New York State is on the verge of proceeding with long-awaited direction on Case Mix reimbursement for skilled nursing facilities. SNF Operators have been functioning under a great deal of uncertainty and lack of clear direction from DOH for the better part of 2 full years.
The quest for an equitable methodology for SNF Medicaid reimbursement has been an issue for many years. New York SNF providers currently face the largest reimbursement deficit in the country at over $56 per day.
According to NYSHFA, “Regulations were published in today’s State Register authorizing DOH to change the Case Mix acuity process for all nursing homes. DOH will utilize a rolling MDS collection period (October 2020 – March 2021) for the upcoming Case Mix adjustment to the July 1, 2021 rates that will capture all MDS assessments completed during that six-month period. This replaces the historical 92-day lookback snapshot methodology.
In addition, the regulations specify the following:
Going forward, October – March will be the collection period utilized for the July Case-Mix Adjustment, and April – September will be the collection period utilized for the January Case Mix adjustment.
The temporary 5% CMI Cap provision will be repealed. That provision had limited any upward or downward CMI adjustments to 5% pending an audit but now DOH acknowledges that this had caused delays of more than three years before rates were finalized. (Note: this does not eliminate or reduce OMIG’s authority to audit MDS data).
NYSHFA has raised concerns that the new methodology has not been approved by CMS. In response, DOH believes that CMS will approve the associated SPA in time for the regulations to be implemented, and accordingly, has determined no changes to the regulation are necessary. NYSHFA will continue to monitor this issue.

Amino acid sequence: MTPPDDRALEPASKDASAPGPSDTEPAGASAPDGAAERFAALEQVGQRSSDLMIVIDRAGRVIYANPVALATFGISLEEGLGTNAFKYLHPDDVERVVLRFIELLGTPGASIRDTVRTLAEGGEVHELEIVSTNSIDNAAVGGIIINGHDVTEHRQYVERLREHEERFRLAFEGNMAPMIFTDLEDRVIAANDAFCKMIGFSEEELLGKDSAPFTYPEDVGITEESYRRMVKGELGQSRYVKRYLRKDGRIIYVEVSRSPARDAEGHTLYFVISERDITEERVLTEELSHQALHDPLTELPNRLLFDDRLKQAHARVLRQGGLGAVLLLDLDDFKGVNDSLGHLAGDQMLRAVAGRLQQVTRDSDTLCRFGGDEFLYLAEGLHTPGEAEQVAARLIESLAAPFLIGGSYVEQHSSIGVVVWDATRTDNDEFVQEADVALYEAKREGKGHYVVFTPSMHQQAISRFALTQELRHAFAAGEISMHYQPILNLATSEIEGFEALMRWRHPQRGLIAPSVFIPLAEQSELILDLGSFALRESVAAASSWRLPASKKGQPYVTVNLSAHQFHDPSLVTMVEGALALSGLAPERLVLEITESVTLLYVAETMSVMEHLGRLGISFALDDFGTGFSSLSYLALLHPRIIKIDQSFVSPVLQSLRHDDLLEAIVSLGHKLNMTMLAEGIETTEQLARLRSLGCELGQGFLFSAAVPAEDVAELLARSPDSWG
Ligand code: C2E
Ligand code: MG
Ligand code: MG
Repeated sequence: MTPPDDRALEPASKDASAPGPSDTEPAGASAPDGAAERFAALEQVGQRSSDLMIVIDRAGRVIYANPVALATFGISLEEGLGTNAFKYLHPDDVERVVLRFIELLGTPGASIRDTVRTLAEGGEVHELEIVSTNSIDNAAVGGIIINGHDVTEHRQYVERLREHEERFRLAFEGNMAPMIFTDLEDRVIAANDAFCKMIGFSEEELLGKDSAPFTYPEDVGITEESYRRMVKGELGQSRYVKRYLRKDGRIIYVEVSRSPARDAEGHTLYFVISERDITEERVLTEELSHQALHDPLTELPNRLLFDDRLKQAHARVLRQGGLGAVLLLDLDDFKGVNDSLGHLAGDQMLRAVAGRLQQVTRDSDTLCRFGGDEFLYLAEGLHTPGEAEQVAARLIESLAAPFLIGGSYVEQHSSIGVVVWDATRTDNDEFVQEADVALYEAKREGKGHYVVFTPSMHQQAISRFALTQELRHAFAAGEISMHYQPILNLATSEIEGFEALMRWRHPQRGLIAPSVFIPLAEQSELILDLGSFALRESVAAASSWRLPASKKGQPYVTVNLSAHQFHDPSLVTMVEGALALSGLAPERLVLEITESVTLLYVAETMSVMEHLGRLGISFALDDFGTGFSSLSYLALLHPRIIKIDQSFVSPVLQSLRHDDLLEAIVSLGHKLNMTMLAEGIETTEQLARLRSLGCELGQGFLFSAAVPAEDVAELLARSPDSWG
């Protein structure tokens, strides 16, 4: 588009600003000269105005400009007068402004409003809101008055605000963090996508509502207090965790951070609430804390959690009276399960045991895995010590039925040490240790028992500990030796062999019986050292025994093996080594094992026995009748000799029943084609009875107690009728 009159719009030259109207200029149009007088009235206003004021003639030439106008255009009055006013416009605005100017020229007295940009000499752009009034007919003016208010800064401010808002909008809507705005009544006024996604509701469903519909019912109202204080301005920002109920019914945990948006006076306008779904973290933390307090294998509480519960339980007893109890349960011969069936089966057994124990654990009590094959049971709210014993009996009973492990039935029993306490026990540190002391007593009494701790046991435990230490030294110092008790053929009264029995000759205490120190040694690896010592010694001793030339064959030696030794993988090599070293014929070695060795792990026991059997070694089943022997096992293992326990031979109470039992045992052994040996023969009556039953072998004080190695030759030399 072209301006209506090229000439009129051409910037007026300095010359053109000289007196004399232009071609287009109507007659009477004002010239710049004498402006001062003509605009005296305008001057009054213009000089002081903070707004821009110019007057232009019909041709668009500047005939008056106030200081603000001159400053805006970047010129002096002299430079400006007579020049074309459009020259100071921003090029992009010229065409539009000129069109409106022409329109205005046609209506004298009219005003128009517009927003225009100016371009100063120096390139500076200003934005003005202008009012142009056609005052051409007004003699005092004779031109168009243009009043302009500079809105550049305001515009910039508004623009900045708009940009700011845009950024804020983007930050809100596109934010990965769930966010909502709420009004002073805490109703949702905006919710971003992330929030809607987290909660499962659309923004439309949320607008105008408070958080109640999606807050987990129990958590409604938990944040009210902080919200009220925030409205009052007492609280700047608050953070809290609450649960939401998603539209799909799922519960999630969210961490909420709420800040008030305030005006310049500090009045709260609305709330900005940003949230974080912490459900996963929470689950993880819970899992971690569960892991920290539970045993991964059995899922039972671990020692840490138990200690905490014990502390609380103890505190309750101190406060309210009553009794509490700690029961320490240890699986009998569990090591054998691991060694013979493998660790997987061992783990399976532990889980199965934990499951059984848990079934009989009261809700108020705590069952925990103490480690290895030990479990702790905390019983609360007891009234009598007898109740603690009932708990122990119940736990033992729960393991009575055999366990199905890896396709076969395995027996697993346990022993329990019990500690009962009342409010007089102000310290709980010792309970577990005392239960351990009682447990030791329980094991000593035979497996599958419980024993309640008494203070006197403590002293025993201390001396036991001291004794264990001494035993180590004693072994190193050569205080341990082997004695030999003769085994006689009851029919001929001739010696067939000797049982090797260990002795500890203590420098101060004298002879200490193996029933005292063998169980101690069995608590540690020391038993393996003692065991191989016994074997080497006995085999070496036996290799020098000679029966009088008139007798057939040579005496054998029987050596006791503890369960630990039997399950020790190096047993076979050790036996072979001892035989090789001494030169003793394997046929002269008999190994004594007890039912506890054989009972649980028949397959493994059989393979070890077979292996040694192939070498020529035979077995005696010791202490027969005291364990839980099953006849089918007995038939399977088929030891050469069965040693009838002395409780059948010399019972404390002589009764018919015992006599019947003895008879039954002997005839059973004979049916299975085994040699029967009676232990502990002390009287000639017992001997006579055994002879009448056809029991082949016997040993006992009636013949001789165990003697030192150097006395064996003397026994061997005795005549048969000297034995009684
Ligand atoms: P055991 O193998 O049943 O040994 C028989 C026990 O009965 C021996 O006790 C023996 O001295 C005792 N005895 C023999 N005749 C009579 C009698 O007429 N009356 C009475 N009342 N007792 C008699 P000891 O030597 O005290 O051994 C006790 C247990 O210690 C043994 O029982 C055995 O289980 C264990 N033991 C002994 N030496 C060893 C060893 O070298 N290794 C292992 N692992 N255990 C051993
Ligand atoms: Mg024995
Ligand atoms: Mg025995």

It is expected that DOH will issue a DAL with additional MDS submission requirements and timelines prior to the July 1,2021 rate issuance.”
We are grateful to our friends at NYSHFA & Leading Age of New York for their diligence and advocacy for long-term care providers and the residents we serve. Thank You!
Speech Therapy Service will continue to play an important role in servicing the long-term care population by treating dysphagia and cognitive communicative deficits. It is important to have the proper systems in place to capture the need for therapy and also the corresponding physician order and diagnosis code. Together with trained medical speech therapists passionate about treating long-term care patients, the speech department can play an important role in improving a facility’s case-mix index.